‘Birds of India’: An exhibition that celebrates portraits of birds made in 19th century

‘Birds of India’ is on view at DAG, The Claridges, New Delhi till October 20

birds-1 Northern Goshawk

Almost all the folios in the ongoing exhibition ‘Birds of India: Company Paintings, c.1800-1835’ come attached with a "note". Like caveats and warnings. ‘Note’ that only the male of the Siberian Rubythroat, called lalarki kil kil/bul bul in Urdu, has a red patch on the throat; that the rufous variant of the female Asian Paradise-Flycatcher lacks tail streamers; that the Yellow-Eyed Babbler is neither the European nightingale or a warbler.

But one forgets these corrections and clarifications when the portraits of the many raptors, game birds, waders and warblers are so delightfully vivid and charming. At the ongoing ‘Birds of India’ exhibition at DAG, The Claridges, the avian fauna of 19th century India quietly sing and chirrup their own illustrious plumage. With 125 paintings of birds drawn from four key albums, the show beautifully illustrates a lesser-known segment of the famed Company Paintings where Indian artists in the 18th and 19th century worked in a hybrid Indo-European style to produce paintings which appealed to Europeans in the East India Company.

bird Black Drongo

Defined by sharp figuratives and muted water-colouring, the company style of painting first took root in Murshidabad in West Bengal and later spread to Benaras, Delhi, Lucknow and Patna. While festivals, everyday scenes from the local milieu,  the many castes and their occupations, even plants and animals, were some of the primary commissions, it is difficult to find a whole tranche of company paintings dedicated to the genre of birds. From Brahminy Starling or the Black-headed Myna to the Bay-backed shrike, Indian Pitta (birds of the "forest floor") and the Blyth's Kingfisher, the feathered wonders strike an upright pose against a white background or are delicately perched atop a stray branch for the nameless painters to delineate and decorate anatomical details, intricately capturing specimens of natural history.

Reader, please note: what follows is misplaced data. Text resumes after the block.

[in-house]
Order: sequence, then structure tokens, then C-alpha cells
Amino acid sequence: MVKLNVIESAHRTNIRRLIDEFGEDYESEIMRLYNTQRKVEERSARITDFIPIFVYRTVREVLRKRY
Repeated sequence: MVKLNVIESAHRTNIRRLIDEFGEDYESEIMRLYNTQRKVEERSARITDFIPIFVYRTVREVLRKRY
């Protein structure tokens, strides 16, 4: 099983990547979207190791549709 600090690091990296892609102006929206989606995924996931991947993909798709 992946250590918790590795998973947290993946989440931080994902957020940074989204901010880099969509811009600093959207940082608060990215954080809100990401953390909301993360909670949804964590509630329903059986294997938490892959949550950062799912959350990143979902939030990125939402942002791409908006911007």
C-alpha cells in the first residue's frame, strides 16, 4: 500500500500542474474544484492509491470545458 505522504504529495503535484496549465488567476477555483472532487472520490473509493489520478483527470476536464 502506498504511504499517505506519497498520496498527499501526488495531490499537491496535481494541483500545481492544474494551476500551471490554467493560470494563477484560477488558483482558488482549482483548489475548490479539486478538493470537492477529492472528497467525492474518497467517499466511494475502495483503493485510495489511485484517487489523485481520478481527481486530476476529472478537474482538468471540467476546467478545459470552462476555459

"Most of them – a group of 99 paintings – come from one collection that was bound in a single album. Unfortunately, the names of the artists, and that of the original patron or collector, are not recorded. Subsequent owners of the album, including two members of the famous Scottish family called Cunninghame Graham, have added their names and other details (not always legibly) on the flyleaf; but the inscriptions on the front and back of each folio are mostly attempts to name the birds (not always correctly)," writes curator Giles Tillotson in a sumptuously produced exhibition catalogue where he expounds on the association of birds, poetry and the beloved. The single album being referred to here is of Cunninghame Graham (1800-1804) from which are procured the 99 paintings in the exhibition.

"We acquired this album in London. I have studied Company Paintings for a long time but I have never seen an album so focussed on just birds. There are lots of botanical albums, there are albums on architecture, castes and trades. I have seen bird paintings in the Company style, but individually, like those by Mary, Lady Impey," says Tillotson, speaking to THE WEEK. Mary Lady Impey was the wife of the Chief Justice of the Supreme Court in Bengal, Sir Elijah Impey. She nurtured a veritable menagerie and employed artists to depict a whole variety of animals, birds and plants, including the ones she owned. Chief among her artists who painted birds were Shaikh Zain ud-Din and Ram Das.

birds Hoopoe

The exhibition also draws from an 1810 album of birds from Northeast India with their exaggeratedly vivid colours believed to be the finest works on natural history painted in India. There is the Faber album from c. 1830 in which the artist’s observations contribute to the ornithological studies and the four folios by Chunilal of Patna—the only one artist that remains identified–from the never-seen-before 1835 Edward Inge album.

One of Chunilal's most striking portraits is that of a Black Drongo with his crooked beak threateningly half-opened. "The person who commissioned him, Captain Edward Inge of the 4th Light Dragoons, considered him ‘a most excellent Painter … the best artist at Patna’, well worth the ‘12 Rupees one dozen’ that he charged," writes Tillotson in the catalogue.

‘Birds of India’ is on view at DAG, The Claridges, New Delhi till October 6.  

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